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US House Intel Committee Mulls Releasing All Russiagate Interview Docs - Reports

© AP Photo / J. Scott ApplewhiteHouse Intelligence Committee Chairman Rep. Devin Nunes, R-Calif. gives reporters an update about the ongoing Russia investigation adding that President Donald Trump's campaign communications may have been "monitored" during the transition period as part of an "incidental collection," Wednesday, March 22, 2017, on Capitol Hill in Washington.
House Intelligence Committee Chairman Rep. Devin Nunes, R-Calif. gives reporters an update about the ongoing Russia investigation adding that President Donald Trump's campaign communications may have been monitored during the transition period as part of an incidental collection, Wednesday, March 22, 2017, on Capitol Hill in Washington. - Sputnik International
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US House Intelligence Committee Chairman Devin Nunes said in an interview with Fox News on Sunday that he intends to release "in the next few weeks" all of the transcripts from committee interviews with about 70 people in its investigation into alleged Russian meddling in the 2016 US presidential election.

"The depositions that we took, I believe about seventy people, those need to be published and I think they need to be published before the election," Devin Nunes told Fox News. "I expect to make those available from our committee to the American public in the next few weeks."

Nunes noted that the majority of the transcripts are not classified, and that classified documents would be sent to the Office of the Director of National Intelligence.

"The ones that are classified we will have to send to the Director of National Intelligence to declassify, but we hope that would only take a matter of days and they don't do their normal foot-dragging where they slow roll and we don't get these before the election," Nunes offered.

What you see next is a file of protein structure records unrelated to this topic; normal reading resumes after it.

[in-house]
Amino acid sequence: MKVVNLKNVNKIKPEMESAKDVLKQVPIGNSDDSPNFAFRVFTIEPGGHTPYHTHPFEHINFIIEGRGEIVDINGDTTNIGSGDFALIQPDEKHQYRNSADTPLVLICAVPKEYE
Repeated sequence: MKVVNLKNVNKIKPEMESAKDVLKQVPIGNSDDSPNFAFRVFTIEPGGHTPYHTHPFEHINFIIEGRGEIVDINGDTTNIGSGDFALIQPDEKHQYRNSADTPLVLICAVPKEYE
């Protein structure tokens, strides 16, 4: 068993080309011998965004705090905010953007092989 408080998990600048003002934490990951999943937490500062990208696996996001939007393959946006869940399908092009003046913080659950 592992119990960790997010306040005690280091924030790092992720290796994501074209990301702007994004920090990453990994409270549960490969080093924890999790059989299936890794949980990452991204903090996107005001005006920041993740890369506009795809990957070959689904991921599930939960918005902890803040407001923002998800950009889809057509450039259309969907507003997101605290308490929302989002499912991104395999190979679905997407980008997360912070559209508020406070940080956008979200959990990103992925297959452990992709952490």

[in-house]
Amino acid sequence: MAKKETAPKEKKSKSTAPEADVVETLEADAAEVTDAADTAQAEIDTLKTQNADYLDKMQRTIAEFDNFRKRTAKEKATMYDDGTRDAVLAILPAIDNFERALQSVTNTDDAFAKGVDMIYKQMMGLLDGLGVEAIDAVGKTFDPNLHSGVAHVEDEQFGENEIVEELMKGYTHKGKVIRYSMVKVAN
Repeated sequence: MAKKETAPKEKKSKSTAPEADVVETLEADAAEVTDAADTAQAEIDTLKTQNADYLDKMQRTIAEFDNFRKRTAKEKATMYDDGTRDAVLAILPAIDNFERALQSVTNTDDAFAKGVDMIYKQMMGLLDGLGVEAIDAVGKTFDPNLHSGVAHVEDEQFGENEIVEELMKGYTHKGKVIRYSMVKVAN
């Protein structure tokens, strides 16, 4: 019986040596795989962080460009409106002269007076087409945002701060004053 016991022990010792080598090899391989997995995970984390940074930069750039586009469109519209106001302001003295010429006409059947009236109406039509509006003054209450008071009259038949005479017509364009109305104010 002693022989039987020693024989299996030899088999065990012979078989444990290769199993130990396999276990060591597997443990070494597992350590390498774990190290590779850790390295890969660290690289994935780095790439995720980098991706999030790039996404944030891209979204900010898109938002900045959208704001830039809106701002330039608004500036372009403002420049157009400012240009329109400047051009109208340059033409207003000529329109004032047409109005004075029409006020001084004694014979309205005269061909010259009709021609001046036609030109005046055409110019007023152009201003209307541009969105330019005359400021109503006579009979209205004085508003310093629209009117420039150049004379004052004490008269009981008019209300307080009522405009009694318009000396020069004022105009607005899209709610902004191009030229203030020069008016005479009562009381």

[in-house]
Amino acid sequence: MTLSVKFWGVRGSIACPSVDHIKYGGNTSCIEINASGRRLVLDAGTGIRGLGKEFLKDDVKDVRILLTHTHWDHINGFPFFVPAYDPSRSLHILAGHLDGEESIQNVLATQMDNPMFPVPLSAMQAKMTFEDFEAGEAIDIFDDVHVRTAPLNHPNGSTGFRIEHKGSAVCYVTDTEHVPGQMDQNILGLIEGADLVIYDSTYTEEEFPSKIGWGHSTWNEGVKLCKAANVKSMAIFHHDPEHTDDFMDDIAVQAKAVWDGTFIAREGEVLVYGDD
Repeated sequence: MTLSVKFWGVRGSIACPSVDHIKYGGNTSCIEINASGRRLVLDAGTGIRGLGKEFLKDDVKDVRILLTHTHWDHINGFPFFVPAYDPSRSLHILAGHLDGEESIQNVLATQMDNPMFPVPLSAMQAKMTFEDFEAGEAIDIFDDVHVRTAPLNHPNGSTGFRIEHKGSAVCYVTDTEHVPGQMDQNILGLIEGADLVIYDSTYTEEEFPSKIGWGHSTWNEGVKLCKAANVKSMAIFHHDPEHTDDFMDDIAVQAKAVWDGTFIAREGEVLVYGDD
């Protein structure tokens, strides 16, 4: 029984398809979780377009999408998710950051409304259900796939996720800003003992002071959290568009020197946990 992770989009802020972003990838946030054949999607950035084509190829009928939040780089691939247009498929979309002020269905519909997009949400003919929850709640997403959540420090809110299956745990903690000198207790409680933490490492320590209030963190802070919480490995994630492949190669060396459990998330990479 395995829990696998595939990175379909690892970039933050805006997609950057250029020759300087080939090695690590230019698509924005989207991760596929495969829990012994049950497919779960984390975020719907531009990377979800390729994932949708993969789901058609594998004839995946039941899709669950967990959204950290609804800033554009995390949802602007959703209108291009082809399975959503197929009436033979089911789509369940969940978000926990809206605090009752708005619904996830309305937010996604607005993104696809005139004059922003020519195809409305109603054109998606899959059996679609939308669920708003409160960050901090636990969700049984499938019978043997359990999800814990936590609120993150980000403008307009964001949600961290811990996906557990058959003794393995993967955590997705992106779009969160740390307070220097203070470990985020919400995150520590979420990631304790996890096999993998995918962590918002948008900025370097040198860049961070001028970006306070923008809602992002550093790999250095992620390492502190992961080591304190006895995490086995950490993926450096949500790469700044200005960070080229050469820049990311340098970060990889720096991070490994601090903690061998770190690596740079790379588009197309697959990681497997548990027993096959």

​Nunes connected his intention to declassify and make public all of the Russiagate transcripts in a bid to make the ongoing investigation more transparent, because "there's so much that's out there that's misinformation or disinformation on this Russia-gate fiasco […] we need this information out before the election."

Robert Mueller (File) - Sputnik International
'Russian Collusion' Special Investigator to Allow Written Answers from Trump
US President Donald Trump acknowledged on Sunday that the investigation into Russia's alleged meddling in the 2016 US presidential election had seriously damaged his approval rating.

According to information provided by the FiveThirtyEight portal, Trump's approval rating stands at 39.9 percent, while as many as 53.7 percent of the US citizens do not approve of the US president's work.

US Special Counsel Robert Mueller is currently leading a probe into Russia's purported meddling in the 2016 US presidential election and whether Trump or his campaign colluded with the Kremlin. Trump often dismisses the Mueller probe as a 'witch hunt' and the Kremlin has openly refuted the meddling allegations as absurd.

READ MORE: New Cracks Emerge in "Russiagate": Beneath the Headlines

In late August, a Washington Post-ABC News poll revealed that almost two-thirds of Americans support the Russiagate investigation. Another survey made by USA Today and Suffolk University showed that at least half of the US voters are more likely to support Democrats over Republican candidates in upcoming midterm congressional elections in November.

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